I knew when I first went into tv that I didn’t necessarily want to stay in entertainment and I wanted sports to be a part of what I did in some way and I started to steer myself towards that and fortunately enough the Breakfast Television show was on City TV which is owned by Rogers, Rogers owns Sportsnet and so there was a connection there with programming communications. So, when Rogers Hometown Hockey was announced as a show, I read the press release and I thought that is something that I want to be a part of because I love hockey. I knew that I did not have the experience to be a hockey analyst, or do the play by play in the booth, but I do love storytelling and that I wanted to be part of sharing hockey stories from local heroes from all across Canada. So, I actually sent an email and quite a compassionate letter to Sportsnet saying here is why I think that I should be part of this and spent three or four months trying to convince them that I was qualified for the job and ultimately was brought on board from day one.
It has been a real gift to cross the country. It has been such a learning experience. It has been such a privilege to have people trust us with their stories, so I feel really blessed.
It is going to be nice to get back on the road after this long break. I think people are really craving connection. Obviously, everything they do at this point has to be covid safe, so it is not going to look exactly like it did before, but I think you know it is a really unique show and we tell the stories that you do not see on every other hockey broadcast so I am glad we get to do it again.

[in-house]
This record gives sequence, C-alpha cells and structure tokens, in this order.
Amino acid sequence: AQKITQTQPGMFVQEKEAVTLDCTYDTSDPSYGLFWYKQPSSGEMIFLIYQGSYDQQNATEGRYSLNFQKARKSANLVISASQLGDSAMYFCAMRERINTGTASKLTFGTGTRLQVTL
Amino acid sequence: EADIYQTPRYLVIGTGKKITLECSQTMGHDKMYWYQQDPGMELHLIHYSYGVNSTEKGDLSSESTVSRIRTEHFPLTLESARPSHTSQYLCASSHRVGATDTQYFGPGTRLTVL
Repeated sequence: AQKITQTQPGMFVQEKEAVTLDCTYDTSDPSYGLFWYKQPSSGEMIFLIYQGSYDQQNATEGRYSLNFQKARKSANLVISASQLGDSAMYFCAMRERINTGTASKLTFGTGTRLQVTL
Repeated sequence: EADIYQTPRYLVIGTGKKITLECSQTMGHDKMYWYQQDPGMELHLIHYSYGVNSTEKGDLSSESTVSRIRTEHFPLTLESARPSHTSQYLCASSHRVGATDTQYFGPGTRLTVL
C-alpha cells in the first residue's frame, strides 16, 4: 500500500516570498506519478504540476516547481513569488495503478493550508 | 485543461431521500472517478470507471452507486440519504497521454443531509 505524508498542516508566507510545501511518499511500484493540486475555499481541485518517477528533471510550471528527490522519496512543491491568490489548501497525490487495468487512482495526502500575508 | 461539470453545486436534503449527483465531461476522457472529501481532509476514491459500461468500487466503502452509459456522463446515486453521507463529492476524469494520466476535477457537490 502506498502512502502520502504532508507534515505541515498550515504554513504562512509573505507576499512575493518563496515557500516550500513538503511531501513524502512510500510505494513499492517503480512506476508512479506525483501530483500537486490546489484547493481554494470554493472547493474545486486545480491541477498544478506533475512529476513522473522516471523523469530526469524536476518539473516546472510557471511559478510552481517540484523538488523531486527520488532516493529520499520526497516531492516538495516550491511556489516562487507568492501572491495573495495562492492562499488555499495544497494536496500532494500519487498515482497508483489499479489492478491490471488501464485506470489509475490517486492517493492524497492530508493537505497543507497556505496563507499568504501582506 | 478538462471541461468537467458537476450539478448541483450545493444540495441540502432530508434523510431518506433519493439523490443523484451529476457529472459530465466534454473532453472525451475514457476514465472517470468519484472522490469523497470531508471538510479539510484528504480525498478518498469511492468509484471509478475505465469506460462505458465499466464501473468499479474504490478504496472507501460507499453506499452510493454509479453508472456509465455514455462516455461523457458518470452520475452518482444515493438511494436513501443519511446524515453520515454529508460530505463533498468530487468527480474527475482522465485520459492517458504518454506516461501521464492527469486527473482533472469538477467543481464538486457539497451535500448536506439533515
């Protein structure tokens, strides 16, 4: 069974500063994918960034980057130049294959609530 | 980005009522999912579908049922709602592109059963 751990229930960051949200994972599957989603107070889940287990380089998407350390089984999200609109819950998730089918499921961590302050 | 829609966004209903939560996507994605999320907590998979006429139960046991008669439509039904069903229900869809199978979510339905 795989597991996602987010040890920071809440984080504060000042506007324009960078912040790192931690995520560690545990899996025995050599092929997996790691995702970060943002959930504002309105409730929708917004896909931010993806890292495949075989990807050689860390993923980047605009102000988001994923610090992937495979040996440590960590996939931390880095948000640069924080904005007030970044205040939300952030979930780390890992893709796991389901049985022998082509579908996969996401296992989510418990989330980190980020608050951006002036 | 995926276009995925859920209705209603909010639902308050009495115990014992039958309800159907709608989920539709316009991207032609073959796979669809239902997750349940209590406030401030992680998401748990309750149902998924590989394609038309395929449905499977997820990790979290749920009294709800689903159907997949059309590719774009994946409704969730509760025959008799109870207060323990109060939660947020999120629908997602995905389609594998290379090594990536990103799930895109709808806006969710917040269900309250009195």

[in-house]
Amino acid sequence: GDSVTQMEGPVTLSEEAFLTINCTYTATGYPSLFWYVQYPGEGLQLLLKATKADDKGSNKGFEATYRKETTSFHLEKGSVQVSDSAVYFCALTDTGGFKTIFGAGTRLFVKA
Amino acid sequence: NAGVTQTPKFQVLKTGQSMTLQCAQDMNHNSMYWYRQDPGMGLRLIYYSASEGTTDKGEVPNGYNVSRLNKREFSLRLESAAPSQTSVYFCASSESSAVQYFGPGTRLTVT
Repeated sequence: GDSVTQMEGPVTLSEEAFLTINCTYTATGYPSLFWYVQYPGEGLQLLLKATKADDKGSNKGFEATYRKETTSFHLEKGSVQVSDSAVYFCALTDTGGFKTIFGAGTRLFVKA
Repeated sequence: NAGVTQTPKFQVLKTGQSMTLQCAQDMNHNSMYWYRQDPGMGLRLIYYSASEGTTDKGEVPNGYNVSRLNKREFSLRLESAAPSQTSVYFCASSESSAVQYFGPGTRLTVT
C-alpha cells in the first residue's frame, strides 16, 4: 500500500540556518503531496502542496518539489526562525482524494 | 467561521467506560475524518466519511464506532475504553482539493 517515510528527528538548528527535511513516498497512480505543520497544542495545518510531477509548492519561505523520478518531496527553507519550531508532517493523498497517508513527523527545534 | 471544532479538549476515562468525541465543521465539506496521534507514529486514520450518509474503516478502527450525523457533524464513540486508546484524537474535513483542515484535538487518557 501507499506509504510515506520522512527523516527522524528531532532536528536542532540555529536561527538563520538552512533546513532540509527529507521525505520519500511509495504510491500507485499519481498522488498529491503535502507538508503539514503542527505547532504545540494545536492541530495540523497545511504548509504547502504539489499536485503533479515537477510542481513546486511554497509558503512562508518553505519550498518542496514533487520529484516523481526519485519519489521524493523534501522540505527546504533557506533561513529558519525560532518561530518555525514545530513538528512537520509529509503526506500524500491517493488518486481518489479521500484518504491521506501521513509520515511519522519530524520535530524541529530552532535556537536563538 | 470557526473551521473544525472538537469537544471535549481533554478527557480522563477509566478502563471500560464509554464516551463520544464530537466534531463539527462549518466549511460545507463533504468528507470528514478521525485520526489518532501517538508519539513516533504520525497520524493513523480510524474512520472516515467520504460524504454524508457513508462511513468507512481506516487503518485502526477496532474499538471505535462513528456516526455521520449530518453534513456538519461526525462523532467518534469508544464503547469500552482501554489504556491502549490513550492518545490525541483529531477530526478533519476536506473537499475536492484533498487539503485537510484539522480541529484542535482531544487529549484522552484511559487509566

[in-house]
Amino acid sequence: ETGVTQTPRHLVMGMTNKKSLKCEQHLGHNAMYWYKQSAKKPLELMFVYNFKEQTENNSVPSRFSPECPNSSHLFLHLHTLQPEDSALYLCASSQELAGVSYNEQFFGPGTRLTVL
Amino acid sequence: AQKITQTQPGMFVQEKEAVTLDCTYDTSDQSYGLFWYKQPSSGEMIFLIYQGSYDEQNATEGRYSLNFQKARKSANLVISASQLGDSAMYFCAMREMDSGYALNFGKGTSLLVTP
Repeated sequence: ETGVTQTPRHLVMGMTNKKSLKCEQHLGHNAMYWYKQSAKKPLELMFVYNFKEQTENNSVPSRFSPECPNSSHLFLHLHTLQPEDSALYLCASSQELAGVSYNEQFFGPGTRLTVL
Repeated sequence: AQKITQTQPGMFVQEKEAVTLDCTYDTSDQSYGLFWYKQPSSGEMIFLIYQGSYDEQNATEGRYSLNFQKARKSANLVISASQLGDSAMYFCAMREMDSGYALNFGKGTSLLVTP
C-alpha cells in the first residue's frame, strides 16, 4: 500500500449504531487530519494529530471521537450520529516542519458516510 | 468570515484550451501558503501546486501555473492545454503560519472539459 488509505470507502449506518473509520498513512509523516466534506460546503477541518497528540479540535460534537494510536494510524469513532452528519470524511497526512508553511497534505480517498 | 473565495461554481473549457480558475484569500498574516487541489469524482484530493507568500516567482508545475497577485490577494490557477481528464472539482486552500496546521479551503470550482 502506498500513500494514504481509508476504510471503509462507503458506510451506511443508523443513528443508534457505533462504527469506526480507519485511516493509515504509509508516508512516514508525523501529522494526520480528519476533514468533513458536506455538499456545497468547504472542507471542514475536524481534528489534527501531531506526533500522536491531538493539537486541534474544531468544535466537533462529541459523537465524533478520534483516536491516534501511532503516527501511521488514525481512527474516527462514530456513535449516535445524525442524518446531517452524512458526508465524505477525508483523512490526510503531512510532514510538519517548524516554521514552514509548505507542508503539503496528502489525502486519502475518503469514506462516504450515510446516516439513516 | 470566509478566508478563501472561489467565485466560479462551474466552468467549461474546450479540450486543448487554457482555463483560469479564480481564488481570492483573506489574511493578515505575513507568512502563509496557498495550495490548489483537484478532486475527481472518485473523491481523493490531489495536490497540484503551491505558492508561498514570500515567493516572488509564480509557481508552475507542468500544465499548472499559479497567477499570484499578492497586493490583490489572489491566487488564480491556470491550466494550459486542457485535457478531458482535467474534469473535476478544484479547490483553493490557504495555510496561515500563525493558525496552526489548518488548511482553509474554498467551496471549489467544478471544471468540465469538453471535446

I think the first thing is that everybody is proud of where they come from. Everybody from octogenarians to hockey superstars and kids. I mean we are all proud of our hometowns and where we come from. I mean just the way I talk about being from Nova Scotia. So, to have that expressed out to the rest of the nation and you know we really do our best to share some of the aspects of all these communities. So that is what I think is the number one appeal of the show. I think the fact that it is a live event from the festival perspective and the broadcast perspective is really fun. We are able to focus on smaller, seemingly smaller things. We can talk about a senior hockey team from 1958 that won a cup, but it doesn’t get touched on in bigger NHL broadcasts, but I think people locally really appreciate that stuff because yeah, we are known for that, so I really think on a bigger scale it highlights people’s sameness at the same time as highlighting people’s differences, if that makes any sense. You know, I think we have similar passion for connection, for hockey for rooting for and also for rooting against hometowns, for our countries, but then everyone is an individual and also wants to be treated as such and I think hometown hockey does a good job of combining all of these things.